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Longstreth, G.F., Wilson, A., Knight, K., Wong, J., Chiou, C.F., Barghout, V., Frech, F. and Ofman, J.J. (2003) Irritable Bowel Syndrome, Healthcare Use, and Costs: A US Managed Care Perspective. The American Journal of Gastroenterology, 98, 600-607.
http://dx.doi.org/10.1111/j.1572-0241.2003.07296.x

has been cited by the following article:

  • TITLE: Case Series of 10 Drug-Refractory IBS Patients Who Respond to Oral Serum-Derived Bovine Immunoglobulin/Protein Isolate (SBI)

    AUTHORS: Raouf Hilal, Patricia Mitchell, Ernesto Guerra Jr., Bruce P. Burnett

    KEYWORDS: Irritable Bowel Syndrome, Diarrhea, Gas, Bloating, Distention, Serum-Derived Bovine Immunoglobulins

    JOURNAL NAME: Open Journal of Gastroenterology, Vol.4 No.10, October 16, 2014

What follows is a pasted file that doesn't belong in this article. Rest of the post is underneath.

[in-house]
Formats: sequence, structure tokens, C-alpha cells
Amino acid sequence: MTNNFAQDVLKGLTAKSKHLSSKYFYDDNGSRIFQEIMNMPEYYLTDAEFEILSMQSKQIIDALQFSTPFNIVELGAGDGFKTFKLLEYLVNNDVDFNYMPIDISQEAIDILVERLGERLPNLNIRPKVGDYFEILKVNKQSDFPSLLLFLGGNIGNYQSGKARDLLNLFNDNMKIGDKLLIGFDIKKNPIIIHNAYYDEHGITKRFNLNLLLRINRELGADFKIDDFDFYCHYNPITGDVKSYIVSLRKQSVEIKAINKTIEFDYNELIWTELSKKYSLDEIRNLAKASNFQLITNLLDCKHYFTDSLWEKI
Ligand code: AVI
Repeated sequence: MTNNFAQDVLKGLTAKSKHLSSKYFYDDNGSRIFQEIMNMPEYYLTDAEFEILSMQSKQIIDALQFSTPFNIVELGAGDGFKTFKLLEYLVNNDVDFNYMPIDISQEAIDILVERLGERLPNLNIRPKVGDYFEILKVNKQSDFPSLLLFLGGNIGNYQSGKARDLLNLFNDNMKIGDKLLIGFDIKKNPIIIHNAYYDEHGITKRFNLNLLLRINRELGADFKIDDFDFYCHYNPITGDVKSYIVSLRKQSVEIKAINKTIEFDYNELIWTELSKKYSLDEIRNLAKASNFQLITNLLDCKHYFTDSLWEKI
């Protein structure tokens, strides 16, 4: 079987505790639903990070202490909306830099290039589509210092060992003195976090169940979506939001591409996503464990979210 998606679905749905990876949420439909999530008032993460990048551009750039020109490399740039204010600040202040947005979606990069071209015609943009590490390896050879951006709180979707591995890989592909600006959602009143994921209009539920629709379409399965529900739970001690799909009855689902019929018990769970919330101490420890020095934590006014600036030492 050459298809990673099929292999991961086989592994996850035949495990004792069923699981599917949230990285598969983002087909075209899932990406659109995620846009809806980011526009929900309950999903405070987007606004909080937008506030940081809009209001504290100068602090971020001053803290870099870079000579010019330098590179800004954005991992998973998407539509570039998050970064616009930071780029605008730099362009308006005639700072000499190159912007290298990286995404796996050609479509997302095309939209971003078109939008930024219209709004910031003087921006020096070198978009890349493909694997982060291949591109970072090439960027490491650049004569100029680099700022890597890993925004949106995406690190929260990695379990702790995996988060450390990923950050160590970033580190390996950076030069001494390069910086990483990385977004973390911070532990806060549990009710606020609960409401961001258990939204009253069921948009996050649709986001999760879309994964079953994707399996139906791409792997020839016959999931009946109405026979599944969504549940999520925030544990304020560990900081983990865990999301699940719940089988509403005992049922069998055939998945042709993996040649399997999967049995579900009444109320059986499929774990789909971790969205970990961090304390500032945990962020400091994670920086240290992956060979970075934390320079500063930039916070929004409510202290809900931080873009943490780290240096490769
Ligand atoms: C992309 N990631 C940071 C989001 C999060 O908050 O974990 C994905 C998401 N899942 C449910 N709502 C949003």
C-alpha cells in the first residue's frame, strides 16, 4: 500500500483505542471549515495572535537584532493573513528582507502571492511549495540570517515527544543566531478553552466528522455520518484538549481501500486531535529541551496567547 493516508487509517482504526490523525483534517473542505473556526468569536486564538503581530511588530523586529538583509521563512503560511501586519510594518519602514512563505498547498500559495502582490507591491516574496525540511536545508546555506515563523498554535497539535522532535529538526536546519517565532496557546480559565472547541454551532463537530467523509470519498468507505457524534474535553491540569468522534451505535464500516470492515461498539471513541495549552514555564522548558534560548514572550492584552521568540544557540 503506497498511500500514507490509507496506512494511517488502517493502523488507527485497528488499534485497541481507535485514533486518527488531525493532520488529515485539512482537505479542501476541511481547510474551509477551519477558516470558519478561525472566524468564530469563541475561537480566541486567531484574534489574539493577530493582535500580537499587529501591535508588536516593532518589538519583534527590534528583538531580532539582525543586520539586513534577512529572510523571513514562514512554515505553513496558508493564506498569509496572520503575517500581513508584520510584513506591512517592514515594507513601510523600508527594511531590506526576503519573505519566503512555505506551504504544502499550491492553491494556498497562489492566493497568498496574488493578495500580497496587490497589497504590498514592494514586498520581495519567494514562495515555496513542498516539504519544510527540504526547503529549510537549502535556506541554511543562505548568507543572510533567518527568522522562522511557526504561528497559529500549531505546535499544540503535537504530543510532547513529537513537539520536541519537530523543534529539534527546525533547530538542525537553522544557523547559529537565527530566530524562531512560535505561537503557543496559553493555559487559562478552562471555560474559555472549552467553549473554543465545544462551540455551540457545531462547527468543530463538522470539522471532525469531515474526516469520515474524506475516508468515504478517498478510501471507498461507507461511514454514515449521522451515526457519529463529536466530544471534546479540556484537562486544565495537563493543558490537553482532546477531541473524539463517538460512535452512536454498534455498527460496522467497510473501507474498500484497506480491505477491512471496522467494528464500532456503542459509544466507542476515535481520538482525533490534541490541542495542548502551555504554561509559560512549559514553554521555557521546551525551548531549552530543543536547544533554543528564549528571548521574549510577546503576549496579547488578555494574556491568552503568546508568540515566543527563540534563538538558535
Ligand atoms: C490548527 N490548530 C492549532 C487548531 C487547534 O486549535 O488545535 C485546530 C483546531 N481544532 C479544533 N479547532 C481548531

ABSTRACT: Aim: The responses of 10 patients with long-standing, symptomatic, intractable drug-refractory histories of irritable bowel syndrome with diarrhea (IBS-D) and with abdominal pain, gas/bloating and distention, termed IBS undefined (IBS-U), were evaluated when administering a medical food product containing serum-derived bovine immunoglobulin/protein isolate (SBI). Methods: Patients in this case series were chosen based on their lack of satisfactory response to a variety of drugs, including antidiarrheal and antispasmodic medications, serotonin 5-HT3 receptor antagonists, selective serotonin re-uptake inhibitors (SSRIs), proton pump inhibitors (PPIs), antibiotics, and antidepressive drugs. Patients met Rome III criteria and were administered 5 g/day of SBI as standard-of-care nutritional support. A scale of 0% - 25%, 25% - 50%, 50% - 75%, 75% - 100% response to SBI was used for patient-reported improvement in overall IBS symptoms following administration for one month. Exact methods for calculating confidence intervals and p-values were used to assess complete management of symptoms and response to therapy. Adverse events were also monitored for this nutritional product. Results: The onset of gastrointestinal (GI) symptom reduction utilizing nutritional management with SBI occurred within an average time of 2-4 weeks with improved or near complete management in all 10 patients who were refractory to previous drug therapies by 4 weeks. When prompted, patients reported significant IBS symptom improvement which averaged between 50% - 100% (p = 0.002) with an average for complete management in all patients of 69%. No side effects were reported after SBI administration even when taken for up to 28 weeks. Conclusion: Based on the safety profile and reported outcomes in this case report, SBI should be considered as a nutritional option for management in IBS-D and IBS-U.